The BRG1 Chromatin Remodeler Protects Against Ovarian Cysts, Uterine Tumors, and Mammary Tumors in a Lineage-Specific Manner

Department of Genetics, University of North Carolina, Chapel Hill, North Carolina, United States of America.
PLoS ONE (Impact Factor: 3.23). 02/2012; 7(2):e31346. DOI: 10.1371/journal.pone.0031346
Source: PubMed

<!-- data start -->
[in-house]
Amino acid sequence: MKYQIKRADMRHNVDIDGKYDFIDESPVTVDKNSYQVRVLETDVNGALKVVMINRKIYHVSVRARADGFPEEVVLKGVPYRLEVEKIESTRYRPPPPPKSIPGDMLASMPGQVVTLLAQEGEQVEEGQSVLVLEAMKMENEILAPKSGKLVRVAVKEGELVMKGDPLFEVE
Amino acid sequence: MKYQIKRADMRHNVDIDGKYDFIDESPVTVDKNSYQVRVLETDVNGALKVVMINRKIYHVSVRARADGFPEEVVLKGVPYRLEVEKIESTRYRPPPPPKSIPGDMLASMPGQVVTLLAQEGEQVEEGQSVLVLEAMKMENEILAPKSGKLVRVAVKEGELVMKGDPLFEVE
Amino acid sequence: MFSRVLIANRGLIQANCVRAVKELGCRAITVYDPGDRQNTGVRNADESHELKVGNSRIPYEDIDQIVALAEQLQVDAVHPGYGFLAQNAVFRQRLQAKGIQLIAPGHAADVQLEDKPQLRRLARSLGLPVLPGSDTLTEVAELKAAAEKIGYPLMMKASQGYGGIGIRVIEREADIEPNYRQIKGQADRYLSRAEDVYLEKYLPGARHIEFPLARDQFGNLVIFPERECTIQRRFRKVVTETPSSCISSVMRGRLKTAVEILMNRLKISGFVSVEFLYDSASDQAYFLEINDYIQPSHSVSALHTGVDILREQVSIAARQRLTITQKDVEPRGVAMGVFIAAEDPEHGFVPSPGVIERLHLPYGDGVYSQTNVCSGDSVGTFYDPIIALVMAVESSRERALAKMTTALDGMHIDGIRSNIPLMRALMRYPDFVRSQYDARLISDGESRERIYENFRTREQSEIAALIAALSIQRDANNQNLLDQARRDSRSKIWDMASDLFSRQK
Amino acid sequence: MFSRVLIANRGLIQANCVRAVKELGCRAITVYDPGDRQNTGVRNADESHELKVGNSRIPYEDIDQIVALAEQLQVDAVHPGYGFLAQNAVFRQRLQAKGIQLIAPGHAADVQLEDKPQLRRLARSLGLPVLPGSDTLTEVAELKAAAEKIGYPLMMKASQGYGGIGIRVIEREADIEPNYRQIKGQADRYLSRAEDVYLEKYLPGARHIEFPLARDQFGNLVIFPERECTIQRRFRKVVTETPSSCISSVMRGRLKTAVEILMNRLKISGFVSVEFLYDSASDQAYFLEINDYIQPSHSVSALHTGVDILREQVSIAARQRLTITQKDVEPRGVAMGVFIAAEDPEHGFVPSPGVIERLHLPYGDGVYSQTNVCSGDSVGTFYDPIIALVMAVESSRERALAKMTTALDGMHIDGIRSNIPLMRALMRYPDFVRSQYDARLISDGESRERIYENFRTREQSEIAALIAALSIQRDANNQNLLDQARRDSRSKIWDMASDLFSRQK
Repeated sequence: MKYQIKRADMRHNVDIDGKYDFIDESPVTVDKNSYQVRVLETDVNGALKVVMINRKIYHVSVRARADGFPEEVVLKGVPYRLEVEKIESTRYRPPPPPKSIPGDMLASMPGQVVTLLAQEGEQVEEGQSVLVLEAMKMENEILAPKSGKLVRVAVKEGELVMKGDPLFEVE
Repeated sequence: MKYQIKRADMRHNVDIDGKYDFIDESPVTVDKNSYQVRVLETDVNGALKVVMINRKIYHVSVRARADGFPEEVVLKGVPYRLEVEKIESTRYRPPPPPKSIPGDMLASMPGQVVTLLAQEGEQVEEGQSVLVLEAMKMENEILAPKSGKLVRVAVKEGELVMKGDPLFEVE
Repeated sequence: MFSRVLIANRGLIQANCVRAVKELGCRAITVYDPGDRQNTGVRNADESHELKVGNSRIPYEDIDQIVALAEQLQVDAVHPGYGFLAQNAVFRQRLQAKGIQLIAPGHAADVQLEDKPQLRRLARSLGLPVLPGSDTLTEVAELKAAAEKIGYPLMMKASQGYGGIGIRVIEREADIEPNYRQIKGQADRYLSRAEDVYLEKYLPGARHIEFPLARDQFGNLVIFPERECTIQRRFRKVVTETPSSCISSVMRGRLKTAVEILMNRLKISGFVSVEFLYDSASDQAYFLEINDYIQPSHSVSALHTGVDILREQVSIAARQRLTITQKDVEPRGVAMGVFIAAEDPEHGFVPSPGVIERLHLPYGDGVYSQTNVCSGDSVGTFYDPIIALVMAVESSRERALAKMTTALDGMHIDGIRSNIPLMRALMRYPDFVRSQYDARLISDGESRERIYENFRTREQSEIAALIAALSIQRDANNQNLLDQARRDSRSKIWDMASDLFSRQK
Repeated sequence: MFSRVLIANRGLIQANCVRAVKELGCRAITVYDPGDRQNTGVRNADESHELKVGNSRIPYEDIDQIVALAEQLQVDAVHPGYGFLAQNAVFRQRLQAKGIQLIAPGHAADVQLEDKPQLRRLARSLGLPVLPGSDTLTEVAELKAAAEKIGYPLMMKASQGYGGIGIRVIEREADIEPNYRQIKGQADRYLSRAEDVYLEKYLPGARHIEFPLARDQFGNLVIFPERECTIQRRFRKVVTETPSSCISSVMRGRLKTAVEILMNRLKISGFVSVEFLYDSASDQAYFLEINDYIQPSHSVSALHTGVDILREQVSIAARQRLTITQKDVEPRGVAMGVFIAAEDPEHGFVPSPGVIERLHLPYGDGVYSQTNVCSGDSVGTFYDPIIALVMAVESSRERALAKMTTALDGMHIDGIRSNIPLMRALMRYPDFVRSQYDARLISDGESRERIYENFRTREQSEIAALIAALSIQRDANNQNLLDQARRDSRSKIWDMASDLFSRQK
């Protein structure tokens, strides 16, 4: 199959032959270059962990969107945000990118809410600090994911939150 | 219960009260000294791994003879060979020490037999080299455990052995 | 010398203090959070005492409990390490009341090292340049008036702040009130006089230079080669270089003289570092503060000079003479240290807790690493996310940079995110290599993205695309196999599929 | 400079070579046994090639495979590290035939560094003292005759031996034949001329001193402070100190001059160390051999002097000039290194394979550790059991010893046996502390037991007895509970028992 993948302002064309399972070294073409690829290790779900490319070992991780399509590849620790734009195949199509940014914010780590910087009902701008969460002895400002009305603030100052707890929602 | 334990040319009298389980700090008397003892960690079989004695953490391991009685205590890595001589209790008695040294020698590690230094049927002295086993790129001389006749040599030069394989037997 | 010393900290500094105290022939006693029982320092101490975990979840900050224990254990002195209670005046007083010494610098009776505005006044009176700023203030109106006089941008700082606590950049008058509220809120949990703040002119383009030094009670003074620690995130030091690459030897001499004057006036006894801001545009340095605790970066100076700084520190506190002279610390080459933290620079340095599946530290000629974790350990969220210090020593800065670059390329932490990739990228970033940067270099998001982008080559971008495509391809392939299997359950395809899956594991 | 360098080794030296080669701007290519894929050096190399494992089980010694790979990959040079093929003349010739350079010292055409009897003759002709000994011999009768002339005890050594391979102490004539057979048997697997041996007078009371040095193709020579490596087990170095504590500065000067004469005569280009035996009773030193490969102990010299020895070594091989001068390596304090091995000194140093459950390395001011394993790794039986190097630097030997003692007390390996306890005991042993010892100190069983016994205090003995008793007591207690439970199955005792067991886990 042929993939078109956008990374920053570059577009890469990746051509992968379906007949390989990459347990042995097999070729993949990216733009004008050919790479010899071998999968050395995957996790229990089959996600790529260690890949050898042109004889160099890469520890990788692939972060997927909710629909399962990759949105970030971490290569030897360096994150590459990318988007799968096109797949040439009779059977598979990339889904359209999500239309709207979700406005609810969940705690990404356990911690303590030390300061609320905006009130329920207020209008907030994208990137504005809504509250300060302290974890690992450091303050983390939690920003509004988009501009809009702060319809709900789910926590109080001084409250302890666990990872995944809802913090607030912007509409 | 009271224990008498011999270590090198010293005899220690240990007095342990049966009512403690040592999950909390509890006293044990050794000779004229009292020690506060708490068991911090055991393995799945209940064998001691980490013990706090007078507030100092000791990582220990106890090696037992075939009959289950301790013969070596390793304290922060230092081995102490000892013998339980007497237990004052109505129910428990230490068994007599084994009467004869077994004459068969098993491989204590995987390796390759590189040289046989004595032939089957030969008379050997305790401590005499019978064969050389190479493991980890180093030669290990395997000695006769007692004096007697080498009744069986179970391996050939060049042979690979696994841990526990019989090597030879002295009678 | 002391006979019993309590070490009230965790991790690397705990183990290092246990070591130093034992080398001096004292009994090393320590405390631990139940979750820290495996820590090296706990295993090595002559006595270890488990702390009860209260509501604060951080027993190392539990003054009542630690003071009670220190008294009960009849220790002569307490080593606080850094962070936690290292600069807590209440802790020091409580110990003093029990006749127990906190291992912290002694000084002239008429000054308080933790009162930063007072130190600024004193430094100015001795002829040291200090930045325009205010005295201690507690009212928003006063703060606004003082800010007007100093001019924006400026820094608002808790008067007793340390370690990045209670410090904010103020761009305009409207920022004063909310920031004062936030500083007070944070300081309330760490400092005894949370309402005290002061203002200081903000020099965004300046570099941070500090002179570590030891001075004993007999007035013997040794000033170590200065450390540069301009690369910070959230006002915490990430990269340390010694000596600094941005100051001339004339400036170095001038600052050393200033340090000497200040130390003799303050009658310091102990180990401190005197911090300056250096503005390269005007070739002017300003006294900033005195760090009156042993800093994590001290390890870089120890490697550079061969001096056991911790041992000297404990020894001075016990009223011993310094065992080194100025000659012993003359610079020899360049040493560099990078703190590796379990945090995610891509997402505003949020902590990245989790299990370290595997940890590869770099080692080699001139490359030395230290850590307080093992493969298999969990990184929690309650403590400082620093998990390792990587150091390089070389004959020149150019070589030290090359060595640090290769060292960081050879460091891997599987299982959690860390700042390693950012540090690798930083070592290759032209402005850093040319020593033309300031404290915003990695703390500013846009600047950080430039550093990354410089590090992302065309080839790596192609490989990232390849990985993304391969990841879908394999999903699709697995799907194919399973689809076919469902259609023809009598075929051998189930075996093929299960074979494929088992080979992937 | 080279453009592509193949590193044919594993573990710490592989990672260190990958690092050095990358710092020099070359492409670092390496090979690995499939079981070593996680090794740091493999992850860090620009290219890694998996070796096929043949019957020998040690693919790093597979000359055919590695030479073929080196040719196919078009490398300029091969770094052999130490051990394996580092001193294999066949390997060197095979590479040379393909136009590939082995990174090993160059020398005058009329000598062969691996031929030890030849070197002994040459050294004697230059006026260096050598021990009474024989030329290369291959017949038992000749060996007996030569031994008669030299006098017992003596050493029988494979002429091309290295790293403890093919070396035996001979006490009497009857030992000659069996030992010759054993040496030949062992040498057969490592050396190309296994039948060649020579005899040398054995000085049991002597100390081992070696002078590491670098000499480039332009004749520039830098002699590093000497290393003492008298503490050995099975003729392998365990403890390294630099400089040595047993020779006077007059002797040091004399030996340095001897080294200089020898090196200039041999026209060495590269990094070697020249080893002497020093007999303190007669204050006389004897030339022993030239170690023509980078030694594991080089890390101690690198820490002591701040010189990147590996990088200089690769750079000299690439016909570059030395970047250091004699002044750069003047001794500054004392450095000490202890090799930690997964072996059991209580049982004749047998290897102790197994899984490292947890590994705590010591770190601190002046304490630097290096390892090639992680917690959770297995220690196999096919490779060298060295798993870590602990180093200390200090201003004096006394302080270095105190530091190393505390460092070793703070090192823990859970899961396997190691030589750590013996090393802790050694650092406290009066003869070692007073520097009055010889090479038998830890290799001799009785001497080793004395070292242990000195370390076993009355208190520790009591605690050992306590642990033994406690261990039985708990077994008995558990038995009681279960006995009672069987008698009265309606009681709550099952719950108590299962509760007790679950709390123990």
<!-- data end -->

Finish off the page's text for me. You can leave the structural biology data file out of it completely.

The BRG1 catalytic subunit of SWI/SNF-related complexes is required for mammalian development as exemplified by the early embryonic lethality of Brg1 null homozygous mice. BRG1 is also a tumor suppressor and, in mice, 10% of heterozygous (Brg1(null/+)) females develop mammary tumors. We now demonstrate that BRG1 mRNA and protein are expressed in both the luminal and basal cells of the mammary gland, raising the question of which lineage requires BRG1 to promote mammary homeostasis and prevent oncogenic transformation. To investigate this question, we utilized Wap-Cre to mutate both Brg1 floxed alleles in the luminal cells of the mammary epithelium of pregnant mice where WAP is exclusively expressed within the mammary gland. Interestingly, we found that Brg1(Wap-Cre) conditional homozygotes lactated normally and did not develop mammary tumors even when they were maintained on a Brm-deficient background. However, Brg1(Wap-Cre) mutants did develop ovarian cysts and uterine tumors. Analysis of these latter tissues showed that both, like the mammary gland, contain cells that normally express Brg1 and Wap. Thus, tumor formation in Brg1 mutant mice appears to be confined to particular cell types that require BRG1 and also express Wap. Our results now show that such cells exist both in the ovary and the uterus but not in either the luminal or the basal compartments of the mammary gland. Taken together, these findings indicate that SWI/SNF-related complexes are dispensable in the luminal cells of the mammary gland and therefore argue against the notion that SWI/SNF-related complexes are essential for cell survival. These findings also suggest that the tumor-suppressor activity of BRG1 is restricted to the basal cells of the mammary gland and demonstrate that this function extends to other female reproductive organs, consistent with recent observations of recurrent ARID1A/BAF250a mutations in human ovarian and endometrial tumors.

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